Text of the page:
What's Special About Valentine's Day?
February 14 is not only a day to give your lover a romantic gift. It's also the day North Texans prune their roses. Other perennials can also be cut back at this time. Why? Because by this date we can usually be sure that our perennials our at their most dormant, so even in mild winters, it is considered optimum to do your pruning then.
The Right Way to Make a Pruning Cut
Knowing where and how to cut has a big impact on the look of your plants. When pruning perennials, it's always best to cut just above a new bud at a 45 degree angle. Be aware that the resulting cut will grow in the direction it points. That is, if you angle the cut outward from the center of the plant, it will to cause the plant to be wider, more open, and more airy. If you want the plant to be more dense and compact, you may want to encourage some of the branches to cross or grow more straight upward.
Never make a flat cut, as they will allow moisture to sit on the stem and encourage fungal growth or rotting that can lead to diseases.
Many newer varieties of Azaleas on the market are rebloomers, which means it will bloom profusely in early spring. You'll then want to "dead-head" or shear off the spent blooms to remove the dead plant material. They will re-bloom once or twice more during the growing season, although not as heavily as that first flush in the spring. Once it has completely finished reblooming, you can prune the plant back more heavily, down to about one foot in height.
Some Texas natives occupy a middle category somewhere between evergreen and perennial. In our climate they rarely die back to the ground. Instead their top growth just fades. Examples of perennials in this group are Artemsia and Lavender. Pruning these "in-between" plants in January or February will allow them to replace their old growth with new, prettier foliage.
A Word About Salvias
Texans love salvias (sages) for their variety and hardiness. They come in a huge range of sizes, growth habits and colors from the rounded, bushy Autumn Sage to the upright growing Victoria Blue sage to the low and leafy Culinary Sages.
Prune garden sages back to about six inches in February along with your roses and other new-growth perennials. This will keep them more compact and prevent them from becoming "leggy" later in the season.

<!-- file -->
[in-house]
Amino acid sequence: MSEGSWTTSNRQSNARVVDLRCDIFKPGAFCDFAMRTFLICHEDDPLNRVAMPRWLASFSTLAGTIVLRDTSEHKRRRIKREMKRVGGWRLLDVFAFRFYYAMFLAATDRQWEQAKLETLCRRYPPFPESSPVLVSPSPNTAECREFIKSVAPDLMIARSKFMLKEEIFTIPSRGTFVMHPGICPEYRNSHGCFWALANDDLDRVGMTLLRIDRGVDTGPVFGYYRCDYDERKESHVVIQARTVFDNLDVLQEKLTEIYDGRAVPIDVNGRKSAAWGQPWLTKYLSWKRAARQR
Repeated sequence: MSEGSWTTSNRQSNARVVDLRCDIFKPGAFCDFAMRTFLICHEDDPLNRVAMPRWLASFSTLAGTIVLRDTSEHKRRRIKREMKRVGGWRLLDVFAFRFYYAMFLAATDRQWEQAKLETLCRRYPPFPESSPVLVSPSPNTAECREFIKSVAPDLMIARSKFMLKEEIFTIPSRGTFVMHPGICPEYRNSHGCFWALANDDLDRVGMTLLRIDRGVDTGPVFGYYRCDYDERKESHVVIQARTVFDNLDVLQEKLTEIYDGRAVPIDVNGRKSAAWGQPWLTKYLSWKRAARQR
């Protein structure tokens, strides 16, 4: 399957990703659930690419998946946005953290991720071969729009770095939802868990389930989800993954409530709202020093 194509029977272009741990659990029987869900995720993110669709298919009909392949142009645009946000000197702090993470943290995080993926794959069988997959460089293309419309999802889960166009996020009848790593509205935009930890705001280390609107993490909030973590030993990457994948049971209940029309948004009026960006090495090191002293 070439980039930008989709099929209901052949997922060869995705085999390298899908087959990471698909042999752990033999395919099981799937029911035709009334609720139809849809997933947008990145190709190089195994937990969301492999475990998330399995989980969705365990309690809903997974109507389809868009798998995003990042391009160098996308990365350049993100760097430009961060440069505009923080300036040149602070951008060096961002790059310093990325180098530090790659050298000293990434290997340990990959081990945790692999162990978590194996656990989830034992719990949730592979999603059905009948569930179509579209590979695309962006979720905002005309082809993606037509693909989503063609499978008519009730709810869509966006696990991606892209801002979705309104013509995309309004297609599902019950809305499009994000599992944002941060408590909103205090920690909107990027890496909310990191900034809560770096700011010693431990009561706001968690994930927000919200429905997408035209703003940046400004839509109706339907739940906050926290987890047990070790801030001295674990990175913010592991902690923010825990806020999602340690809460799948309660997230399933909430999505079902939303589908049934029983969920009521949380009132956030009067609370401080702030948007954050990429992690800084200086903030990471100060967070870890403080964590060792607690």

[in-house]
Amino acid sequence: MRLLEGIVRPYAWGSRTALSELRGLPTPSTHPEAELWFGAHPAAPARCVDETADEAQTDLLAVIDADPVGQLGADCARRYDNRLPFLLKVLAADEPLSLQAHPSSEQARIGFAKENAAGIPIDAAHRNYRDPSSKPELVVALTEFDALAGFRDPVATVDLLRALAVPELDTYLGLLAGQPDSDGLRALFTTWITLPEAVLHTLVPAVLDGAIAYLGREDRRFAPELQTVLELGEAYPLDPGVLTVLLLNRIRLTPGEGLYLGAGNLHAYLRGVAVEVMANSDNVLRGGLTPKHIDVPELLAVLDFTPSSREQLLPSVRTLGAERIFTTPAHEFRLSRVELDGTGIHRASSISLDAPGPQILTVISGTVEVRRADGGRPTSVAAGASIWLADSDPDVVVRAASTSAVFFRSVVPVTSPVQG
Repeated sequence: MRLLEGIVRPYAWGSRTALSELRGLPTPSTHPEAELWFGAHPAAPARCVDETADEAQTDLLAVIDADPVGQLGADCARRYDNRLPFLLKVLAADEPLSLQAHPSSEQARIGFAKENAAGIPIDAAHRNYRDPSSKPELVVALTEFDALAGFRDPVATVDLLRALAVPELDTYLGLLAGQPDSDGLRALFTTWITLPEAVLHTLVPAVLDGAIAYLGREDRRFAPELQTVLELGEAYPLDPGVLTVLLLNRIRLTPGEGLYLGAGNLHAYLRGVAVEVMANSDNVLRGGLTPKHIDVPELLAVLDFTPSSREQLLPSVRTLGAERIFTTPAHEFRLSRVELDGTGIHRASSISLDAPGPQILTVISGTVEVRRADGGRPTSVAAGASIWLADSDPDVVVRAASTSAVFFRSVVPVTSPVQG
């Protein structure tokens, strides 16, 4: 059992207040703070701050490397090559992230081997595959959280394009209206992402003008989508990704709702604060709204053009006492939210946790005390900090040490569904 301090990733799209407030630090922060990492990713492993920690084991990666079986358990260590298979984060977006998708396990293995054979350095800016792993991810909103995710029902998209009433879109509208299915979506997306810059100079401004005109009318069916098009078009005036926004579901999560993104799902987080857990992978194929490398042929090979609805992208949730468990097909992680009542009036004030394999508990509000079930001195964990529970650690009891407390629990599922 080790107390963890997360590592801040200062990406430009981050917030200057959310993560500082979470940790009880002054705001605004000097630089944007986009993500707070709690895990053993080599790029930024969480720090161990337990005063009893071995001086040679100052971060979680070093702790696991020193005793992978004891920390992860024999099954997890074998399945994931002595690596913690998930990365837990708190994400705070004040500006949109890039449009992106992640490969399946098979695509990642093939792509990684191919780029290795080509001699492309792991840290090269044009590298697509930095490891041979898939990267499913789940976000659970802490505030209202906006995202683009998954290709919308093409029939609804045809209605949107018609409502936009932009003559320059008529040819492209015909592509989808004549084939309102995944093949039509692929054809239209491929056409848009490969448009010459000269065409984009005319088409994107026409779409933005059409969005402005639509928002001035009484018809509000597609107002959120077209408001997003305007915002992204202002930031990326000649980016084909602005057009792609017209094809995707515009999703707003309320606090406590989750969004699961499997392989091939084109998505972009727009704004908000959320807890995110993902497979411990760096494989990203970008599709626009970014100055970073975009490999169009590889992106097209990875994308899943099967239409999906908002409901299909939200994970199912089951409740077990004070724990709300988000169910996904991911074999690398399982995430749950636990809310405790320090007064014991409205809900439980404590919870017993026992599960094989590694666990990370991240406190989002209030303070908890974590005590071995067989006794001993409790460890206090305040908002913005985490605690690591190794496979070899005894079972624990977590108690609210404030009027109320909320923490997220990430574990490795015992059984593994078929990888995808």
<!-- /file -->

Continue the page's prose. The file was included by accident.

Then, in mid summer, when the plant is looking it's worst, give it a "hair cut" by removing about six inches from the tops. This will stimulate new growth and cause it to bloom again. You can usually do this twice: once in early July and then again in mid to late August. However, be careful not to do this during winter when there is a danger of freezing weather as the cold will damage the new growth coming out.
Remember 'Sleep, Creep, & Leap'
Keep in mind that all plants, except annuals, take several years to reach their mature size. Perennials generally reach full maturity only in their third year. The first and second years it is working to establish the roots it will need when it is mature.
A good rhyme to help you remember is: "
The first year it sleeps, the second year it creeps, the third year it leaps."
Make sure all your plants are spaced according to their mature size. Don't crowd them just to fill up the space available.
Guidelines, Not Rules
This article and accompanying video provide general guidelines for how and when to prune most perennials, however, nothing substitutes for familiarizing yourself with the specific plants in your garden and their individual needs.
Ask The Experts
We're always here to help! If you have questions about pruning your the plants in your garden, give us a call or stop by the store and talk to one of our organic gardening specialists!